This post is part four on a series about observing the season of Advent at home. You can find the other posts in this series at the following links: exploring the Magnificat, searching for the baby Jesus, and The Season of the Nativity.
Walk into any retail store over the past two months and it’s clear that preparations for Christmas started weeks before the Church celebrated All Saints. Retail establishments start the fun as quickly as possible. More people have more time to buy more things. Then, when it is over–December 26–it’s over, Christmas is on clearance and it’s back to the daily grind as though the world has not been entirely changed.
Try the suggestions below to help your family ease into the season, dwell in it, and savor the celebration when it arrives.
Beginning in October, Advent Calendars are ubiquitous, but most are covered with Santa and stockings, Christmas trees and reindeer. Most retail “Advent calendars,” moreover, countdown 25 days (the number of days in December leading up to and including Christmas, but not necessarily the number of days the Church spends anticipating the birth of the Savior); these can hardly be considered “Advent” calendars.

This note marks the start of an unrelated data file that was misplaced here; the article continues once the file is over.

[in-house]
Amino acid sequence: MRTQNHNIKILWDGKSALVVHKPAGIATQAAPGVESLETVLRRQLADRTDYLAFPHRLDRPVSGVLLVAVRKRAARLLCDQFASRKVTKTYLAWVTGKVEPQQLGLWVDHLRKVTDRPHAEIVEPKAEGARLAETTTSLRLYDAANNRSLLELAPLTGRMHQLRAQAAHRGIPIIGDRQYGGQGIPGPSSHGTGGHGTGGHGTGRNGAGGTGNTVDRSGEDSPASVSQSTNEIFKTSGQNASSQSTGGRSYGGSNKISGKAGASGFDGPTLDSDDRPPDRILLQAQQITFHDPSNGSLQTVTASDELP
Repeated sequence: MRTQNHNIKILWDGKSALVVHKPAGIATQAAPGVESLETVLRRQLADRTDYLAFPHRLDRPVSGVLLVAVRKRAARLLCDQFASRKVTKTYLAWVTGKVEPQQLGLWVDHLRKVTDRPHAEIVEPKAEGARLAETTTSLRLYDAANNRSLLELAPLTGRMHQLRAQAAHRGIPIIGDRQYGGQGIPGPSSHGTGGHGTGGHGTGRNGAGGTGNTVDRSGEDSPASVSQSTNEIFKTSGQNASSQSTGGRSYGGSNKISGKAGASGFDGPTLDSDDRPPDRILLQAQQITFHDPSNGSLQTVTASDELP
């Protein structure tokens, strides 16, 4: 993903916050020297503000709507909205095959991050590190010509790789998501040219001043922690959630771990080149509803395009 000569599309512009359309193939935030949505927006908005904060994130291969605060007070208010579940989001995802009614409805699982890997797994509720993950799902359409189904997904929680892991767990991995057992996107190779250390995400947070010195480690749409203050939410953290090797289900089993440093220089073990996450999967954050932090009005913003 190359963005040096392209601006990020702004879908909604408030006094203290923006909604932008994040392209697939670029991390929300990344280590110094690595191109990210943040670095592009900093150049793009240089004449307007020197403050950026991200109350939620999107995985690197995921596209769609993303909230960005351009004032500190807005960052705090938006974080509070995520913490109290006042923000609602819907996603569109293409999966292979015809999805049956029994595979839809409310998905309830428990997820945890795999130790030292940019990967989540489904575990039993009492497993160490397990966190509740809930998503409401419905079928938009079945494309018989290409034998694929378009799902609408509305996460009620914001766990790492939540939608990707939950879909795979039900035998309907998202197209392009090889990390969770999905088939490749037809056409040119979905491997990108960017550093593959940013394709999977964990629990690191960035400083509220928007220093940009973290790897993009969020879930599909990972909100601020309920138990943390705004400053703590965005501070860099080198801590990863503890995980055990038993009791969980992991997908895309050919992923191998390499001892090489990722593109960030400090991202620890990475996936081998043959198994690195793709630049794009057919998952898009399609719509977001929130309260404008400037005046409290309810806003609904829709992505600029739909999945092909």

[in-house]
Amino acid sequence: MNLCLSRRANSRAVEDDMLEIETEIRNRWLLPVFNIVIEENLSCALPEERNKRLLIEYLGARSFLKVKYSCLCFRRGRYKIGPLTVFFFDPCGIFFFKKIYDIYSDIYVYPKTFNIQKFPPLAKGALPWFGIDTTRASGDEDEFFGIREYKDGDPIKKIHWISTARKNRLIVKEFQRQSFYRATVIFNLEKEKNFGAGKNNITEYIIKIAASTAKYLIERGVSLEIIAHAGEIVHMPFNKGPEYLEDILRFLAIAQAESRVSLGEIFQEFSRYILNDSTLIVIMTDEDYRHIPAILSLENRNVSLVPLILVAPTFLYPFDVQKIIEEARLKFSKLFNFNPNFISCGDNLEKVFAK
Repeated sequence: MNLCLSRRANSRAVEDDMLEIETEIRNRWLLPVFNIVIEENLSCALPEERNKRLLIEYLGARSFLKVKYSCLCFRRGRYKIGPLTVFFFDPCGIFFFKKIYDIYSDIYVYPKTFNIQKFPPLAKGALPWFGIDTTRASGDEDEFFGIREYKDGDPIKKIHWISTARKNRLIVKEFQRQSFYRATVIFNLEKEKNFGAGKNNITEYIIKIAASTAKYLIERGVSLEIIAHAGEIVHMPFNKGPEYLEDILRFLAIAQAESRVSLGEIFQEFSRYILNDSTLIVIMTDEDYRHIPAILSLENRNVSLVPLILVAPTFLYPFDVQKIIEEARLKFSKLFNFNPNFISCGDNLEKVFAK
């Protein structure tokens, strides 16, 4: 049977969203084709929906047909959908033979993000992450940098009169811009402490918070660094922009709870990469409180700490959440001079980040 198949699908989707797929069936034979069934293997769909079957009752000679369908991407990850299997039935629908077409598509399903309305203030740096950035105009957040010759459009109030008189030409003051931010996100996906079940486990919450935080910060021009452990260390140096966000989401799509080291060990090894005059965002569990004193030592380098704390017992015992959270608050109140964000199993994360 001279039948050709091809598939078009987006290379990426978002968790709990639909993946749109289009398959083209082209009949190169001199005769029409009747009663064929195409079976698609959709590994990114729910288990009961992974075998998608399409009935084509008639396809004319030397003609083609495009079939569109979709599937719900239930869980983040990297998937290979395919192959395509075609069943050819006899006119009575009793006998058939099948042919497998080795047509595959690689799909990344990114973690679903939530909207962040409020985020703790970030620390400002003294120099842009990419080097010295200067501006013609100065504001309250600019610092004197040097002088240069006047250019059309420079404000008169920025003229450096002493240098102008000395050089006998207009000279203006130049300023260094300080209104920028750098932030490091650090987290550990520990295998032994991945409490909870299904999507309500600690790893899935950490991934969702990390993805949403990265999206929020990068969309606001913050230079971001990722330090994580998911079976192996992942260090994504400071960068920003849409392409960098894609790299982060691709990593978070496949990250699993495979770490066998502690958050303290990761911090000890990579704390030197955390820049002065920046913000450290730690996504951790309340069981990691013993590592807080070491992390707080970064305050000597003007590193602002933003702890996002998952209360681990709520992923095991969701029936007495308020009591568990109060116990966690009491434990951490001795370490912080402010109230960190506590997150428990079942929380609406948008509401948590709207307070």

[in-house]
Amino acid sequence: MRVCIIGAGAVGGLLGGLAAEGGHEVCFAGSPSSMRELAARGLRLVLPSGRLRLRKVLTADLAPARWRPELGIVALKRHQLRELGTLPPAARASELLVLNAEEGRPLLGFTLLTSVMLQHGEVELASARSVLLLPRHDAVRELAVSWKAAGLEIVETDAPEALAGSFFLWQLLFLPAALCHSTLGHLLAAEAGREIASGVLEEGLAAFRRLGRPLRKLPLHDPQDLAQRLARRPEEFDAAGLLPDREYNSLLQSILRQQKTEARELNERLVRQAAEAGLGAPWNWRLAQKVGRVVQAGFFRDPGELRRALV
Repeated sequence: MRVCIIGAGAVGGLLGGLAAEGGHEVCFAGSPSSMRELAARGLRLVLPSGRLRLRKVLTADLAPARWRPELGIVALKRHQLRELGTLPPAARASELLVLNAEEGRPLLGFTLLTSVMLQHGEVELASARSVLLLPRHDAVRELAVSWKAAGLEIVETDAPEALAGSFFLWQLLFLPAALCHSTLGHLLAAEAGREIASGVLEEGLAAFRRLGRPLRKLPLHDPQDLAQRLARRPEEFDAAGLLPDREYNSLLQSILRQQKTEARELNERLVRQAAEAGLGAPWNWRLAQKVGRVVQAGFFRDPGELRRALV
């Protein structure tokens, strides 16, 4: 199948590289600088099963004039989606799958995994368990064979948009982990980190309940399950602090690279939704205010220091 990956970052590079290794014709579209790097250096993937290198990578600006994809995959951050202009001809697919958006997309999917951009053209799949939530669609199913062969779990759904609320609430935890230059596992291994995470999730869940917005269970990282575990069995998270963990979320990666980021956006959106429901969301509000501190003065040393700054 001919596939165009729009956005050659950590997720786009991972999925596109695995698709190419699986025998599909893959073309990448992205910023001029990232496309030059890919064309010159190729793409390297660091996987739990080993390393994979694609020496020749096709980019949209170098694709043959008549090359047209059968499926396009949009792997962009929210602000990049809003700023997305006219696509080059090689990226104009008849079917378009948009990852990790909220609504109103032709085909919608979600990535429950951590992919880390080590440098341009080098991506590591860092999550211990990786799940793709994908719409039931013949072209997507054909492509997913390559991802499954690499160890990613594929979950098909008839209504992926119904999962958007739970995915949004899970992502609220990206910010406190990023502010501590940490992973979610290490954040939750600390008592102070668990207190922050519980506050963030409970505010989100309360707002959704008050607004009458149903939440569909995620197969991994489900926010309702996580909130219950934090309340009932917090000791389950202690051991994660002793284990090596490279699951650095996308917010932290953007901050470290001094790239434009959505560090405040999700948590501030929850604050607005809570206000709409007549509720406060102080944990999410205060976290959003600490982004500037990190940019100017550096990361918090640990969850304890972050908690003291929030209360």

Try an Interactive Prayer calendar: You can find a printable for a praying in color Advent calendar here or here. Print a copy for each person in your family. Each night when your family gathers for devotions, read a part of the nativity story. Then, give everyone 5-10 minutes to reflect on and fill in the day with prayers and colorful illustrations of the story. Your calenders might look like some of these.
Advent Paper Chain Countdown: Use purple paper to create a paper Advent chain. Write a good deed, prayer, or part of the Christmas story (from Luke 1 and 2) on the back of each strip of paper. When your family gathers for a meal or evening Advent devotionals, read the paper strip. Use white or gold paper for Christmas Eve and Christmas when we proclaim the best part of the story: the long awaited Messiah has come!
Disciplines of Waiting: Wait to put up the tree and lights until November 30. You may even put up purple lights for Advent and change them to white for the Christmas season. When the first day of Christmas has come to a close, wait to take your tree down until after the first day of Epiphany on January 6.
Are there certain cultural Christmas traditions your family loves–decorating a gingerbread house, listening to Christmas carols, hosting a Christmas party? This year, brainstorm together which of these things you can put “on hold” for the Christmas season. Wait until after December 24th to do these fun activities and fill Advent with preparations and waiting.